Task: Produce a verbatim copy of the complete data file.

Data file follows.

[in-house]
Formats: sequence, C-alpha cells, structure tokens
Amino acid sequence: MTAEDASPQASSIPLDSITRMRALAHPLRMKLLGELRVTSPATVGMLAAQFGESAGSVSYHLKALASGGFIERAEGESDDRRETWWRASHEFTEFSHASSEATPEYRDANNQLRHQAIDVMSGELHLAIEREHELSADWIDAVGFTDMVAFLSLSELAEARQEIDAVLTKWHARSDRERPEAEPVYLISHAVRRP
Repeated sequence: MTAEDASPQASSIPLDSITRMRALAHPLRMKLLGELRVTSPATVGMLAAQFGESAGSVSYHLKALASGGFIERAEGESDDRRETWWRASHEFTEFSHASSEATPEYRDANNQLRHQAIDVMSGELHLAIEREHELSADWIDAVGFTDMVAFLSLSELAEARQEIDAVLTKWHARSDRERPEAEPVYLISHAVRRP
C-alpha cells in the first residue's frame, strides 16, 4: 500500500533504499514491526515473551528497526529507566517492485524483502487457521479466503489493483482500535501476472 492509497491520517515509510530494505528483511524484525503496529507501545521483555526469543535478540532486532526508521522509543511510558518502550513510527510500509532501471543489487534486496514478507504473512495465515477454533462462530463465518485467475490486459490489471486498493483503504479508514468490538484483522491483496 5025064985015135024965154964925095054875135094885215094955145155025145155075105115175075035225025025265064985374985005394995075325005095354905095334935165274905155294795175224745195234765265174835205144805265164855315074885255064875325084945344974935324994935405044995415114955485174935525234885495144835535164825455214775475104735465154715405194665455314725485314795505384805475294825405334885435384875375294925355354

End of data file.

[in-house]
Formats: sequence, C-alpha cells, structure tokens
Amino acid sequence: MTAEDASPQASSIPLDSITRMRALAHPLRMKLLGELRVTSPATVGMLAAQFGESAGSVSYHLKALASGGFIERAEGESDDRRETWWRASHEFTEFSHASSEATPEYRDANNQLRHQAIDVMSGELHLAIEREHELSADWIDAVGFTDMVAFLSLSELAEARQEIDAVLTKWHARSDRERPEAEPVYLISHAVRRP
Repeated sequence: MTAEDASPQASSIPLDSITRMRALAHPLRMKLLGELRVTSPATVGMLAAQFGESAGSVSYHLKALASGGFIERAEGESDDRRETWWRASHEFTEFSHASSEATPEYRDANNQLRHQAIDVMSGELHLAIEREHELSADWIDAVGFTDMVAFLSLSELAEARQEIDAVLTKWHARSDRERPEAEPVYLISHAVRRP
C-alpha cells in the first residue's frame, strides 16, 4: 500500500533504499514491526515473551528497526529507566517492485524483502487457521479466503489493483482500535501476472 492509497491520517515509510530494505528483511524484525503496529507501545521483555526469543535478540532486532526508521522509543511510558518502550513510527510500509532501471543489487534486496514478507504473512495465515477454533462462530463465518485467475490486459490489471486498493483503504479508514468490538484483522491483496 5025064985015135024965154964925095054875135094885215094955145155025145155075105115175075035225025025265064985374985005394995075325005095354905095334935165274905155294795175224745195234765265174835205144805265164855315074885255064875325084945344974935324994935405044995415114955485174935525234885495144835535164825455214775475104735465154715405194665455314725485314795505384805475294825405334885435384875375294925355354